Monday, September 15, 2008

Koivu Got It Right: Team Should Start in Europe

As a Habs and NHL fan you are surely aware of the up-coming 100th anniversary of the Montreal Canadiens. You may have missed the other important hockey centennial celebration, however – the 100th anniversary of the founding of the International Ice Hockey Federation (IIHF).

This landmark date passed us by in May. The celebrations took place just down the road at the IIHF World Championships in Quebec City and Halifax. May 15th to be precise. Or the 16th, to be less so (it was a 2-day meeting in Paris, who knows when they worked and when they drank).

More importantly, you may also have missed the IIHF’s announcement the previous May to dedicate a new Cup during the centennial season of international ice hockey honouring the roots of competitive ice hockey. The Cup will be called the Victoria Cup – named in honour of the Victoria skating rink in Montreal where the first organised hockey game was played on March 3, 1875. (This building, no longer in its original state, was located on Stanley street a stone throw from the Bell Centre. If you’re curious, it is now a car rental place and should have a plaque on or nearabout it – though I haven’t sought it out for myself).

This press release from the IIHF gives an idea of what the Victoria Cup is and what it will aspire to become:

“The one-game Victoria Cup will be played at Berne’s 16,789-capacity PostFinance-Arena, also the main venue for the 2009 IIHF World Championship. The winner will receive the Victoria Cup, a trophy to be awarded annually to the winner of game between Europe’s top team and an NHL-challenger.”

Apparently in their infinite arrogance, the NHL will refuse to commit sending the Stanley Cup Champions for this game. Now, I completely understand this decision with the leagues as they currently are. Why would the NHL mandate one of its members to go participate in a game that should be a foregone conclusion?

I can think of several reasons, off the top of my head:

1) To honour the history of hockey

2) To create excitement in Europe (something that is clearly on the league marketers’ minds these past two seasons)

3) Showing the IIHF a little bit of good will once in a while might actually help get the NHL some support in labour disputes like the one over Radulov. His was not the first, and it certainly won't be the last.

Still count your blessings M. Fasel, Bettman and the cronies have done far worse than throw the Rangers Europe's way. That any NHL team at all is competing is an accomplishment. Take for example the fact that Canada held its very first World Championships just last spring in Quebec City and Halifax a hundred years after the IIHF was formed.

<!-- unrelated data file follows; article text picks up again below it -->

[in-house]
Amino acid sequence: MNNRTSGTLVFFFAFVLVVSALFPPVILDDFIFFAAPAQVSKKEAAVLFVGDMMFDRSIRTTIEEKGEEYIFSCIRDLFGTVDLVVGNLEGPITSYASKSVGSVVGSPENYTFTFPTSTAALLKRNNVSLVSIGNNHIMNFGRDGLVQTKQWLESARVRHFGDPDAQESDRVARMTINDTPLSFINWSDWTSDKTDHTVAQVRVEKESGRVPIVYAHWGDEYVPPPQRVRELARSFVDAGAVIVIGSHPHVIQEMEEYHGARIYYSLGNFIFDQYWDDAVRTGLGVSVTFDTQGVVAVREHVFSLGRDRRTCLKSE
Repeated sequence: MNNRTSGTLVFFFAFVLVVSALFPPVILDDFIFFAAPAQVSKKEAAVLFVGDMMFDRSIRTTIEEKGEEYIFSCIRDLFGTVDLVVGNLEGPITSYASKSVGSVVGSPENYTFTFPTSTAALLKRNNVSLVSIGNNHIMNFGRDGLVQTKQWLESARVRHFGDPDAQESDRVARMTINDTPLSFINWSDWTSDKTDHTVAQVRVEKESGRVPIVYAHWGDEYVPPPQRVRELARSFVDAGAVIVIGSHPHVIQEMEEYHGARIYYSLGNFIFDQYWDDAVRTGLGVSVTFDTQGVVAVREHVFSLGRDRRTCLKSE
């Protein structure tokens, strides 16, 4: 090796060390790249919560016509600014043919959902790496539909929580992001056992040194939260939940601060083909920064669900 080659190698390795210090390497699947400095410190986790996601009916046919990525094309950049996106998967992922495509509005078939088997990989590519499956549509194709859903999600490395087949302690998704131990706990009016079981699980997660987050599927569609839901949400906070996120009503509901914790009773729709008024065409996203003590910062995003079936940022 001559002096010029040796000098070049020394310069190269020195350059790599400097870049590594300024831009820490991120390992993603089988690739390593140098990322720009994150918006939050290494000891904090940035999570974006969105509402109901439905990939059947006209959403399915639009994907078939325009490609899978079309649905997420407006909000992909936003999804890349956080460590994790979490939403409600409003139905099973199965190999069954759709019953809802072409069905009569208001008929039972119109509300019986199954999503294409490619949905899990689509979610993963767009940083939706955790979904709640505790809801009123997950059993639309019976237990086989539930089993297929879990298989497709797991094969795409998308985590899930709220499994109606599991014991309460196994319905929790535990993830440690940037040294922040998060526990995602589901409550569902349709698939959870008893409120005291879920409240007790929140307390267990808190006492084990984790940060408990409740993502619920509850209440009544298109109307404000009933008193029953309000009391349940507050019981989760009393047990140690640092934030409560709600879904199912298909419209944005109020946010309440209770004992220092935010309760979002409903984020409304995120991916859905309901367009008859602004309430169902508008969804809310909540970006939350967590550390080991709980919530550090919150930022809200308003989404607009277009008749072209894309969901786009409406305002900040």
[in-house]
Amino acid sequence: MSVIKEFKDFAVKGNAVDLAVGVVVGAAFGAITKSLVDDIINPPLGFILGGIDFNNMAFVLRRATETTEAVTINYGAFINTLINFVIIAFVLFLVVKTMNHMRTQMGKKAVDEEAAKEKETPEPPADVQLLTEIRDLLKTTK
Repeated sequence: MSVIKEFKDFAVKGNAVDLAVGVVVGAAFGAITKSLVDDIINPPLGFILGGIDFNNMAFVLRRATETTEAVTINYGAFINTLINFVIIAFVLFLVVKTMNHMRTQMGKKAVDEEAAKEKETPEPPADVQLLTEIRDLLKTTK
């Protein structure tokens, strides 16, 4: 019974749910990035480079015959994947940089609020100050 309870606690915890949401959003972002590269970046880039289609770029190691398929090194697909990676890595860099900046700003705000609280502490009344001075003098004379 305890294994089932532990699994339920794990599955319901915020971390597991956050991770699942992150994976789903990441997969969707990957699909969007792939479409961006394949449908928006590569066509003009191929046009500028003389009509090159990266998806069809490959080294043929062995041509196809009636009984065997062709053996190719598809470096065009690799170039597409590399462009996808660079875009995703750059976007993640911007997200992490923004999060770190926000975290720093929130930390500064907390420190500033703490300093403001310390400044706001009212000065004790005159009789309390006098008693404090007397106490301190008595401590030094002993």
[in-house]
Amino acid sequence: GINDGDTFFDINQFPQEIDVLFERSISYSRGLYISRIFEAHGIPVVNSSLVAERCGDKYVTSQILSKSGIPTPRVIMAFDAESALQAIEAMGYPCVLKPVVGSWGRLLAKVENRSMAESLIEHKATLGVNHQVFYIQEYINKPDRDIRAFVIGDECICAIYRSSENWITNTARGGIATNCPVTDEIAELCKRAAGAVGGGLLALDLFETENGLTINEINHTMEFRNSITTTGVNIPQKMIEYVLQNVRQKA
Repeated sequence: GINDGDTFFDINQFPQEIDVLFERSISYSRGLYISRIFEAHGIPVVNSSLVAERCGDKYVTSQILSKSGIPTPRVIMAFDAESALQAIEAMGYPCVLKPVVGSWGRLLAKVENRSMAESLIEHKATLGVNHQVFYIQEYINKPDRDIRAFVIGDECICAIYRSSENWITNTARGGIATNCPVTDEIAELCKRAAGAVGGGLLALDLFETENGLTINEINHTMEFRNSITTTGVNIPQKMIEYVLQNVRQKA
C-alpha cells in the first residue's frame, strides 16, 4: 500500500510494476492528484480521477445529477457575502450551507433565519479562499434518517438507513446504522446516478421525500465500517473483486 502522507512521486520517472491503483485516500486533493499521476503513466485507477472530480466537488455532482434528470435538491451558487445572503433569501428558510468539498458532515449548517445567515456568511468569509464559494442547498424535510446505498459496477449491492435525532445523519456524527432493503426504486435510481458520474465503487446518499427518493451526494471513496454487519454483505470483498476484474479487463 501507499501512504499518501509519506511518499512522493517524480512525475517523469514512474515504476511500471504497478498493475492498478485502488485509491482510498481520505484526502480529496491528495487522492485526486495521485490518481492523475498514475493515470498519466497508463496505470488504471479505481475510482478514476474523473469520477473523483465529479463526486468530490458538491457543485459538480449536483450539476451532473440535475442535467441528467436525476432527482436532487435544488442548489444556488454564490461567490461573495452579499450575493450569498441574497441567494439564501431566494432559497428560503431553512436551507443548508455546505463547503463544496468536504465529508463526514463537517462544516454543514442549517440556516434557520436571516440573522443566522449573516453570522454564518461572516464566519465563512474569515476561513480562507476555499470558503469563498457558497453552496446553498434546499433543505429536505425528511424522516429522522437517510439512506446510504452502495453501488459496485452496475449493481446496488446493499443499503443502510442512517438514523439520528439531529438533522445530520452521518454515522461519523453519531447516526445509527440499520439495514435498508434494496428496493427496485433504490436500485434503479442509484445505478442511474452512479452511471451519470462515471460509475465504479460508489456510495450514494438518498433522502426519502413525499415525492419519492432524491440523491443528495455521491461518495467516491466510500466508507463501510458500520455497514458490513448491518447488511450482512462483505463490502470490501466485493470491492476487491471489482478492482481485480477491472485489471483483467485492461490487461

And, at least the IIHF got the Rangers, there were 20 odd worse options.

But really, this Victoria Cup could have been greeted in style with either the Stanley Cup champion Red Wings or the league’s elder statesmen Canadiens – both laden with European talent. I think the Canadiens, in particular though, should have been able to rise above both the NHL and Hockey Canada in this case and give this inaugural Victoria Cup its due, especially when celebrating their own anniversary.

Evidently, they were not able to do that. Now the Rangers will likely add the Victoria Cup to their trophy cupboard to go with their 4 Stanley Cups.

Better options

Don’t tell me that the IIHF wanted the Rangers though. Sure, they’re doing some great retroactive spin-doctoring now, but the IIHF wanted higher prestige for their game than this.

“René Fasel had said he hoped to have ‘a team with some history’ represent the NHL at the Victoria Cup event, and we are extremely pleased the Rangers agreed to participate,” said NHL Commissioner Gary Bettman. “We also are delighted to help the IHF celebrate its 100th Anniversary.”

“We agreed that the Rangers would be the optimal club to represent the NHL in the first Victoria Cup,” said IIHF President René Fasel on the decision to have the New York Rangers become the NHL-challenger in the inaugural Victoria Cup. “The Rangers were the first ever NHL club to play against a European team when they met CSKA Moscow in New York on December 28, 1975, they have been one of the NHL teams that have most often shown enthusiasm to go overseas and there is no doubt that many Europeans fans will have no problems identifying with the heavy international presence that the club has. But first and foremost, the New York Rangers are one of the most identifiable clubs in all of hockey and professional sports.”

Admittedly, I didn’t remember that the Rangers were the first NHL club to ever play against a European club (back in 1975). Their game, which ended in a bit of a wash for CSKA, and strangely didn’t make the top 100 memorable moments in international hockey history.

No, if you are to believe the rumours, barring a commitment for the Stanley Cup champions, the IIHF wanted the Canadiens (One story from last year here):

If International Ice Hockey Federation president Rene Fasel had his choice, the Montreal Canadiens will represent the NHL in a European exhibition series in September 2008.

The final decision will be made by the league in conjunction with the IIHF, but Fasel knows who he wants.